Friday, March 2, 2012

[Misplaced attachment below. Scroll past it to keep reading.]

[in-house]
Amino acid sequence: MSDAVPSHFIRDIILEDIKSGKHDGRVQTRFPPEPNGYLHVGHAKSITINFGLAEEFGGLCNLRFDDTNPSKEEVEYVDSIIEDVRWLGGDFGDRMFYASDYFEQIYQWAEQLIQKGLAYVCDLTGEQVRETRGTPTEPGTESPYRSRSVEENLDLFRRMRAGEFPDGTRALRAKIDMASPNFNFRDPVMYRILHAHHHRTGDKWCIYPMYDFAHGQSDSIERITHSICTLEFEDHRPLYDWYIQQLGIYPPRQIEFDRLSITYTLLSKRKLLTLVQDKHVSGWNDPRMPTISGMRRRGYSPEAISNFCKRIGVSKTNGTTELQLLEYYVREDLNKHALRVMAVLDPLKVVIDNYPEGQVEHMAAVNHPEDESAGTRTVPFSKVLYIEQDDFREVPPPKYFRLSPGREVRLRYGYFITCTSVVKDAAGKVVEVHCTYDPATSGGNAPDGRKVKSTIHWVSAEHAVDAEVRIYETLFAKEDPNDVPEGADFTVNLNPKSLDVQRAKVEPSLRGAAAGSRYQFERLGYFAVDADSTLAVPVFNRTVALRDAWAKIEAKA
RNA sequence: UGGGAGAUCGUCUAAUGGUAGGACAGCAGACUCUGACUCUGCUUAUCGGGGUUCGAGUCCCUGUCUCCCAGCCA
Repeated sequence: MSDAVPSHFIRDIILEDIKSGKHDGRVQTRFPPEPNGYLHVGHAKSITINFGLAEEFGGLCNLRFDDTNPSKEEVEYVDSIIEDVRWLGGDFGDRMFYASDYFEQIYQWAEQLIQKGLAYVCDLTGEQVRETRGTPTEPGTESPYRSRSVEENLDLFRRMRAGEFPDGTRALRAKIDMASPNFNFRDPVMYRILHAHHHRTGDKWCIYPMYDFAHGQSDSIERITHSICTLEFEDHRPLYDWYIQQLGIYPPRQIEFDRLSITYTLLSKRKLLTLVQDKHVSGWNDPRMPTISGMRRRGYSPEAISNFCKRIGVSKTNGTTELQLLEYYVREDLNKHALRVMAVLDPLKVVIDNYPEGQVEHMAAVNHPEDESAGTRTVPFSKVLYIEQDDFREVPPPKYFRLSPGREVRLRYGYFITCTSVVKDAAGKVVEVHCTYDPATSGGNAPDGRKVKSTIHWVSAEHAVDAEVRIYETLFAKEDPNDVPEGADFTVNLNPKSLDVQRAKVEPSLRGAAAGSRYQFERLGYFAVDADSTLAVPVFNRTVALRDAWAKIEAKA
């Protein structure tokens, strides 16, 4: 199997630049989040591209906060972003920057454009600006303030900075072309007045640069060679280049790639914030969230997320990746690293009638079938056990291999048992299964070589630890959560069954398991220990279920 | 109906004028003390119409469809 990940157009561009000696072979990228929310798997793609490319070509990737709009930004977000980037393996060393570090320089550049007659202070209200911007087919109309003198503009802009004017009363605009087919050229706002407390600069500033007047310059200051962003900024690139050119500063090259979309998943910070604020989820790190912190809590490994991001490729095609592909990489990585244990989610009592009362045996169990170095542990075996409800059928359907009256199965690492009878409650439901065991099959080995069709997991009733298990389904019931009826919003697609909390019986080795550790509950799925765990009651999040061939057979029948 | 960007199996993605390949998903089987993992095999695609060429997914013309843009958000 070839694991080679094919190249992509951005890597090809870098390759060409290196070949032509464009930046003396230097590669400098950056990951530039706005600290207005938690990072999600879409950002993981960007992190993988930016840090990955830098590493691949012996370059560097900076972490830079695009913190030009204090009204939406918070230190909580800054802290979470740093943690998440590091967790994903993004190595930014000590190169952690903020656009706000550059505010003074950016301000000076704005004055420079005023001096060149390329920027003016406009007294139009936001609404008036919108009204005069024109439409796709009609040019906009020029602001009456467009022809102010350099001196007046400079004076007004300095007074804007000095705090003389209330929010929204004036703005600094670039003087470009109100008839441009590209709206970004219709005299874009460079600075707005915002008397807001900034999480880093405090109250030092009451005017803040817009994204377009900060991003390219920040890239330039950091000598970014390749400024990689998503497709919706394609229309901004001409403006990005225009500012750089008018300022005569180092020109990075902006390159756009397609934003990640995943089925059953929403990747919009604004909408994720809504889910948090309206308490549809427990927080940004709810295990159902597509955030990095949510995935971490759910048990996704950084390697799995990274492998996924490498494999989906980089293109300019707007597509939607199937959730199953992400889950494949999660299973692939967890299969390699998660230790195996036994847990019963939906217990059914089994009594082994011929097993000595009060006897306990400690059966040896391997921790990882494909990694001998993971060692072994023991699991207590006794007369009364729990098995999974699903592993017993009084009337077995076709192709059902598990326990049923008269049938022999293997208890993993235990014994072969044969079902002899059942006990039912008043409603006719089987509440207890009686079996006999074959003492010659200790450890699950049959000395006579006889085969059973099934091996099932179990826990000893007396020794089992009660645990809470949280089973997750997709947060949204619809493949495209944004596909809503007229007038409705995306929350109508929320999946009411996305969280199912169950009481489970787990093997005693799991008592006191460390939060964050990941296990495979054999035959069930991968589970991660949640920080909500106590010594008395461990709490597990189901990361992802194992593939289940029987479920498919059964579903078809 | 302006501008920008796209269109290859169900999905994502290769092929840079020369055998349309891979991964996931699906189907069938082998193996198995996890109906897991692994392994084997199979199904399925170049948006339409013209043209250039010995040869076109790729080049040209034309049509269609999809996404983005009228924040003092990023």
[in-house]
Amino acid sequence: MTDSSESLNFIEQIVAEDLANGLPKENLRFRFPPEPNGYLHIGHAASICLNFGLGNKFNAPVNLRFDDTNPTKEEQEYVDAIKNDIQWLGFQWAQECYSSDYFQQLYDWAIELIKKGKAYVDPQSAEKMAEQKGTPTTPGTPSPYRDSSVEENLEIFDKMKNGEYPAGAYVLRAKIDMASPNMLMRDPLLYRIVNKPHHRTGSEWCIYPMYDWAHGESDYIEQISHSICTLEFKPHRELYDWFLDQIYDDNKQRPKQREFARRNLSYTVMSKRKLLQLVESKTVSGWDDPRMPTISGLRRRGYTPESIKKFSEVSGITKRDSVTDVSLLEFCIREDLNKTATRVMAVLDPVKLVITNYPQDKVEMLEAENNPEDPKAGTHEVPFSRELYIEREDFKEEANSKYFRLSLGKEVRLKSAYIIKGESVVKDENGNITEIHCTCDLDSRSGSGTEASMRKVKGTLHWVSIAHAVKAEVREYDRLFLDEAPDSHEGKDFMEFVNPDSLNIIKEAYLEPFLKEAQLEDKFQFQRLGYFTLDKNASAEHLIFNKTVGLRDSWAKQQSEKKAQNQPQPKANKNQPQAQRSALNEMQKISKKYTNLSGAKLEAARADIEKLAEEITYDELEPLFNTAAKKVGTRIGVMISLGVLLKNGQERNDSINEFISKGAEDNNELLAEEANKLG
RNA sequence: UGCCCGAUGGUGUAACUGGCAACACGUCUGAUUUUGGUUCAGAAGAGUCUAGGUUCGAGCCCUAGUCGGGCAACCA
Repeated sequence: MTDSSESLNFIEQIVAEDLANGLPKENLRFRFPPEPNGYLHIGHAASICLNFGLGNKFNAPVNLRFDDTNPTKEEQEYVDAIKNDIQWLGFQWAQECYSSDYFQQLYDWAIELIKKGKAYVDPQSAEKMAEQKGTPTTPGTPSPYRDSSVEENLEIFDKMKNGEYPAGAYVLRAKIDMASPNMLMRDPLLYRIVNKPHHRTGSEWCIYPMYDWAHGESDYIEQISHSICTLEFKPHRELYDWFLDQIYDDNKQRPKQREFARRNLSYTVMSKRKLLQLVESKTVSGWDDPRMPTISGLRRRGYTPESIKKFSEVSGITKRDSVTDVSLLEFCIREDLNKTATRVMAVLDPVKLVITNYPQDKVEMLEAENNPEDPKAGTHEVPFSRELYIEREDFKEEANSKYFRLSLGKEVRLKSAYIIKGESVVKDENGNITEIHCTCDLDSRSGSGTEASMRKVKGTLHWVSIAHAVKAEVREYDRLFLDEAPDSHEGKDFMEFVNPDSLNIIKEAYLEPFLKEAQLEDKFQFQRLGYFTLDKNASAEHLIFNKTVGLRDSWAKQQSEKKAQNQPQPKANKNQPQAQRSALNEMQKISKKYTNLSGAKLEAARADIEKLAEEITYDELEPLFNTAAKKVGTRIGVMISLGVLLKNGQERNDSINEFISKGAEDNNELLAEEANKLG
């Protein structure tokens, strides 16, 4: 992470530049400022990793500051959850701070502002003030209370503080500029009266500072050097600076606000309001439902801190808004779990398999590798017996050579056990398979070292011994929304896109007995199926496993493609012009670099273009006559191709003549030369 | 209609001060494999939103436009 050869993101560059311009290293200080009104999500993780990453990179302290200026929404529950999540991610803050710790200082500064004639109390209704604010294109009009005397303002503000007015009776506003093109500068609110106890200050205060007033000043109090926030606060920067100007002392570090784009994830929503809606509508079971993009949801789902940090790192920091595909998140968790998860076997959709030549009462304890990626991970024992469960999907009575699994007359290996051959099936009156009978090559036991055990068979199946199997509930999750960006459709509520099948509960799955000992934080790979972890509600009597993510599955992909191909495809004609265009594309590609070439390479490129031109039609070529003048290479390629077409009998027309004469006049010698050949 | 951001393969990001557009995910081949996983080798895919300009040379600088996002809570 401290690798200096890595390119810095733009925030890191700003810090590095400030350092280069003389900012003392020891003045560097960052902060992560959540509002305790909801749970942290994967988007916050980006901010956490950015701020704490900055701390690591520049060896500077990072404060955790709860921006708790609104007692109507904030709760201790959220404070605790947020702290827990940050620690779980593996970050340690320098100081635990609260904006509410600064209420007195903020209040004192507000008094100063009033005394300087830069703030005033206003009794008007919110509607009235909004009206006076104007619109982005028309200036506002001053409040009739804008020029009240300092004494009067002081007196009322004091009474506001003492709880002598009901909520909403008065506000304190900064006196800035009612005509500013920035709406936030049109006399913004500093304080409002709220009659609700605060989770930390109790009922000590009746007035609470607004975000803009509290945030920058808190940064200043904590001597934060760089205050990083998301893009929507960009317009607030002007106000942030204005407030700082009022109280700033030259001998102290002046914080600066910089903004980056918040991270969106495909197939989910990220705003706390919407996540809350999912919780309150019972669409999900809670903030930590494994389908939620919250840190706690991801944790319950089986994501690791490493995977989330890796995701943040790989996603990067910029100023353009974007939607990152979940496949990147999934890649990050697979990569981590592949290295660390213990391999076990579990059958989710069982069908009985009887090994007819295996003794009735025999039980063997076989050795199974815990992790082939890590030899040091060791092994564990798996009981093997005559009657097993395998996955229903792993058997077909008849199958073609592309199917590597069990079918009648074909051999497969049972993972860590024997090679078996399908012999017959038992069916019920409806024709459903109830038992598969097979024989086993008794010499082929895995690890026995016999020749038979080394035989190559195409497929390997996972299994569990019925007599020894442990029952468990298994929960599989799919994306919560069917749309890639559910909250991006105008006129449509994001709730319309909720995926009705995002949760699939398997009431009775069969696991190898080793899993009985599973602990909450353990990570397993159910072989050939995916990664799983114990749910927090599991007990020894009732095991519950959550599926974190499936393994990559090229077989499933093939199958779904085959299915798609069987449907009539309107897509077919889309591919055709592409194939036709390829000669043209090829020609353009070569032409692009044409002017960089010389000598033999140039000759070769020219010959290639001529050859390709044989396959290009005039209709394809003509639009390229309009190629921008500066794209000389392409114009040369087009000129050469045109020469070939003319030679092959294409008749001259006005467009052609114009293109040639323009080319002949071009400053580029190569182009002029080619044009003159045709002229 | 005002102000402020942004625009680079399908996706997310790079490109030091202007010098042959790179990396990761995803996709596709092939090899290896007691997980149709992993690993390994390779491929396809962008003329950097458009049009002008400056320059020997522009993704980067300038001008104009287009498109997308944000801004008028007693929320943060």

This is really an interesting question with many opinions in the field. Let's assume for this post that the client definition the "one" who must ultimately be reckoned with? Many, even after 30 year of EAP activity, remain confused. In the past, host organizations were more easily viewed as customers. Then came the morphing of programs into "benefit model" products as managed care dominated the field. This unwittingly gave way to the "EAP client in office" model for clinicians joining the field. Of course, if you are in a top management role in managed care, you are concerned with performance bonuses and percentages of financial reward for containing the use of behavioral health dollars. This is the mission as viewed by managed care stockholders. The "employee-as-client" is seen by many experienced EA professionals as an improper model, and has contributed to the witnessed impotency of the EAP field in many respects compared to its former peak period in the late 70's and 80's. Employees are part of the organization and EAPs serve the organization by addressing issues associated with human capital -- behavioral risks and exposures. Other service/professionals address other concerns of the host organization. For example, CPAs deal with the company's finances, but they do not see the "finances" as the customer. It is the host organization who is the customer. This precise analogy applies to EAPs. By the way, when EA professionals use the "organization as customer" orientation, more risk and exposures are identified and more lives are saved. This is our mission and purpose. With this model, EAPs also gain more influence and more often do not wait for the phone to ring. In turn, there are many more opportunities to assist the organization and more knocks on the EAP office door by employees. The search for "value added" becomes less urgent for these viable programs.